5 min read

How to Coach your Team to Ask for Donations

People standing in a circle, their hands joined together at its centre

Asking for donations at the point of sale can be a challenge. Some find it easier than others and as a manager, team leader or supervisor, it’s your job to coach your team, helping them to achieve great results.


Coaching your team to fundraising success

Asking for donations at the point of sale can be a challenge. Some find it easier than others and as a manager, team leader or supervisor, it’s your job to coach your team, helping them to achieve great results.

This means supporting your team; making the process as seamless as possible and that they have everything they need to make asking for support easy.


Why do people find it difficult to ask?

We often hear phrases from Sales staff such as ‘I don’t know what the money will be used for’, ‘I’m scared I’ll get shouted at’ or ‘it’s the fundraising team’s job to raise money’. These aren’t uncommon responses when we ask Sales teams to ask for support. However, these are mostly excuses to avoid doing something we don’t like doing. But don’t be too hard on your Sales team, this is human nature after all.

When it comes to asking for donations, most excuses come down to two points:

  • People don’t have enough knowledge to understand why it’s important to ask
  • Fear

The second point is the biggest challenge to overcome when managing a team. How do you help them get over the fear and ensure they have the resources and information they need to feel comfortable asking for support? A big part of asking for support is being confident in why you’re asking and being prepared to engage customers in a conversation about why you need support and how the money gets spent.


How can I help my team succeed?

1. Increase their understanding of the fundraising process

As an organisation, your aim is to increase the number of raving fans; those all important customers, donors, advocates and legators. But it’s unlikely any of these people will end up at the top of your loyalty pyramid without starting at the bottom, and it’s at the bottom of the pyramid that your Sales team have the biggest impact.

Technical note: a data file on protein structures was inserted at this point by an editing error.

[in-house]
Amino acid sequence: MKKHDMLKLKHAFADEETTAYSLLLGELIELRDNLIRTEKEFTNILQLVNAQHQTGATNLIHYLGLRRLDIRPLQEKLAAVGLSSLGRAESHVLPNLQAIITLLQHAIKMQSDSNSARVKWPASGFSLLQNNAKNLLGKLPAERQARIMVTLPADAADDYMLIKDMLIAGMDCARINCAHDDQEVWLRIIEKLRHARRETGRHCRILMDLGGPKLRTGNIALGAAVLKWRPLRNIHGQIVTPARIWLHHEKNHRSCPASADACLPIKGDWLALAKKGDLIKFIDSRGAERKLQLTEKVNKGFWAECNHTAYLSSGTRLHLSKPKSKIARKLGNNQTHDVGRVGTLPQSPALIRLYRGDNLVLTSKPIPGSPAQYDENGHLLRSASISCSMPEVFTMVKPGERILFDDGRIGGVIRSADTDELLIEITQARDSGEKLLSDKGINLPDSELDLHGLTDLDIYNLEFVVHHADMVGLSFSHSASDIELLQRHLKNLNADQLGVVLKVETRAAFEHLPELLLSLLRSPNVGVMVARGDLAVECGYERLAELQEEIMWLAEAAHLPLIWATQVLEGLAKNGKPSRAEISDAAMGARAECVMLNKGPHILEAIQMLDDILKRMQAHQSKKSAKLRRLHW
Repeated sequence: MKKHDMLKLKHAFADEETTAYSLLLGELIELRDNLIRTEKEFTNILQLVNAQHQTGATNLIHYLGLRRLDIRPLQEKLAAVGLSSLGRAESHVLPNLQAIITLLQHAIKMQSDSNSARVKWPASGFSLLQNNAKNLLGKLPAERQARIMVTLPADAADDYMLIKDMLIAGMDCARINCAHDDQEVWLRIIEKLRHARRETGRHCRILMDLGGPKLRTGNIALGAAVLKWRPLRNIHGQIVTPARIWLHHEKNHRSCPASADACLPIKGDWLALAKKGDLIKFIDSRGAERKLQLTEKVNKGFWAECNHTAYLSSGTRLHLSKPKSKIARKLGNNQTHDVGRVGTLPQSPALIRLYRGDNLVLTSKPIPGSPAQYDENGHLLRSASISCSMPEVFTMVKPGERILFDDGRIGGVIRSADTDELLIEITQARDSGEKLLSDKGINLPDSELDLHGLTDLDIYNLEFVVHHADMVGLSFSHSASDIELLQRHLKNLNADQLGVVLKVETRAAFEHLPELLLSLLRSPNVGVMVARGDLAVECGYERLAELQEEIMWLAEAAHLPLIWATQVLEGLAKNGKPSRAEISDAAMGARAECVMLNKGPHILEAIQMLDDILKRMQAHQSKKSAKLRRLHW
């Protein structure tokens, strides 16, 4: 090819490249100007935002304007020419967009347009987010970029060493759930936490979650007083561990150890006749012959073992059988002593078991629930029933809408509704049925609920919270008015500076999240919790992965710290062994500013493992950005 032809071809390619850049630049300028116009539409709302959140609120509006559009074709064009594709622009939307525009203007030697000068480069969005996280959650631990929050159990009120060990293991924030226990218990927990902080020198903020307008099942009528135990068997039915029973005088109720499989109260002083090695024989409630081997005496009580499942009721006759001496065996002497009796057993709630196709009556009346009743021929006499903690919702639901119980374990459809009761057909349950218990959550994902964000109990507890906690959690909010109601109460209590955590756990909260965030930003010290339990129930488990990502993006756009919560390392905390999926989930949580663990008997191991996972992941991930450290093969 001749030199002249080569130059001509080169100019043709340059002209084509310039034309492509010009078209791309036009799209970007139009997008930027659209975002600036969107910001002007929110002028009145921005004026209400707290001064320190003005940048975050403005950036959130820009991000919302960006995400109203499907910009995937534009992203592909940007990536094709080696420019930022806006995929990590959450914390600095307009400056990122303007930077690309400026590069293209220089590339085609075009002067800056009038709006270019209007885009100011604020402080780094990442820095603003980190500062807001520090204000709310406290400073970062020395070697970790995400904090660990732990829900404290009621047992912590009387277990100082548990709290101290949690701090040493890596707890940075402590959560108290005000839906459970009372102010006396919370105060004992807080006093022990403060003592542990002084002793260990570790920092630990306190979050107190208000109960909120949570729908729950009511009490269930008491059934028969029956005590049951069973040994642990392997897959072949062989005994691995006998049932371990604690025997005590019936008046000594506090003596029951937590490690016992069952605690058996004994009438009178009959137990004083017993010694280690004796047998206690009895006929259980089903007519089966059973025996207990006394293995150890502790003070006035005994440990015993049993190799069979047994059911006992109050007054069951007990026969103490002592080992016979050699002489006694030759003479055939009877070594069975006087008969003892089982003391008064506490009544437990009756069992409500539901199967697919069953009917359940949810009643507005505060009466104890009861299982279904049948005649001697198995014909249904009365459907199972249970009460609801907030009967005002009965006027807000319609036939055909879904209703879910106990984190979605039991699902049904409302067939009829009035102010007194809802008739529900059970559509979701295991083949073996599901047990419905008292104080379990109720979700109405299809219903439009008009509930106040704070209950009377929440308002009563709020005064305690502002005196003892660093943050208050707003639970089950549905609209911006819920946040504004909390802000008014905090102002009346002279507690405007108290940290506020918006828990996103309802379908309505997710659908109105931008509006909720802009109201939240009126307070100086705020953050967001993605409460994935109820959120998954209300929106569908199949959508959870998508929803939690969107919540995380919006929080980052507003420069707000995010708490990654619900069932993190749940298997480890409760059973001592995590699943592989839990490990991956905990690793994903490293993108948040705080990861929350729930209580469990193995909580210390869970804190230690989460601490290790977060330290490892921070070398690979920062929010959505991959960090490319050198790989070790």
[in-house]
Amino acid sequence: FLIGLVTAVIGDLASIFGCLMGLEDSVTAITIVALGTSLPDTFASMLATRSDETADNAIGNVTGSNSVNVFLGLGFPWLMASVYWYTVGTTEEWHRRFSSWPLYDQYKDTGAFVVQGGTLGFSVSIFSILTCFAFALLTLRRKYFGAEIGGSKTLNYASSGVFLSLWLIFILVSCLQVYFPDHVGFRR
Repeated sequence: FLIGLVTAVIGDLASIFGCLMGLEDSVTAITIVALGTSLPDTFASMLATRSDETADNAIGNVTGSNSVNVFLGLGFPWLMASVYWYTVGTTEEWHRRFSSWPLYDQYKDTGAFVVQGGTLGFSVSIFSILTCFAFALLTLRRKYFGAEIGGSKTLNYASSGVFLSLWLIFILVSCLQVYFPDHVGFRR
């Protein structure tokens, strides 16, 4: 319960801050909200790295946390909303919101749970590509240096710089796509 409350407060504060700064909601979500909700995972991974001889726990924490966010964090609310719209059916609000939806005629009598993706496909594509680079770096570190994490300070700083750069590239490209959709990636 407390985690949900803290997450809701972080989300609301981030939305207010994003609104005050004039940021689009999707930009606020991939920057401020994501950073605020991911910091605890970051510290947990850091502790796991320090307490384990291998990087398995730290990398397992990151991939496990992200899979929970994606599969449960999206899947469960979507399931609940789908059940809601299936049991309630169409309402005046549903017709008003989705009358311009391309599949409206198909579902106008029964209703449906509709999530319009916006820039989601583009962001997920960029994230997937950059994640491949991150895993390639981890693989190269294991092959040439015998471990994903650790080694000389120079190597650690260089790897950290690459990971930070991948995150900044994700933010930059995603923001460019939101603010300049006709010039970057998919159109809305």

A pyramid of loyalty, rising from one-off or first time attenders through regular attenders and low-level donors, up to season ticket holders, high-level donors and legators

It’s true that, at some point, the responsibility for most donor relationships shifts from the customer facing team to the Fundraisers, but to be successful in getting the most number of high level donors, you need a solid base and a large pool of low level donors to draw from, and this is where your Sales team can help.

2. Increase knowledge of why you fundraise

Often, the Sales team have little insight into why you need support and what the money gets used for. Whether it’s supporting individual projects or knowing what proportion of your annual revenue comes from individual donors, this information is vital to understanding why they need to ask for support. Having this information also means your Sales team can engage customers in a conversation. You don’t want anyone to be faced with a question like, ‘oh, I didn’t know you were a charity, what do you use the money for?’ and to not have an answer.

Providing a one or two-page info sheet that gives some easy to understand facts and figures about fundraising at your organisation is a great resource for your Sales team. This should include a few soundbites, such as ‘we provide free tickets to 200 children a year who would otherwise not be able to afford a visit to the theatre’.

3. Tackle the fear

The biggest barrier to asking for support is the fear. The fear we’ll get shouted at, that someone will get angry with us or that we’ll get asked a question we don’t know the answer to. But, every day we get asked for support, whether it’s a friend asking us to sponsor a them in a marathon, a crowd funding page for a new show, a poster on the tube or a street fundraiser. And, in the majority of cases, we don’t mind. Sometimes we say yes, sometimes we say no, but we’re rarely angry.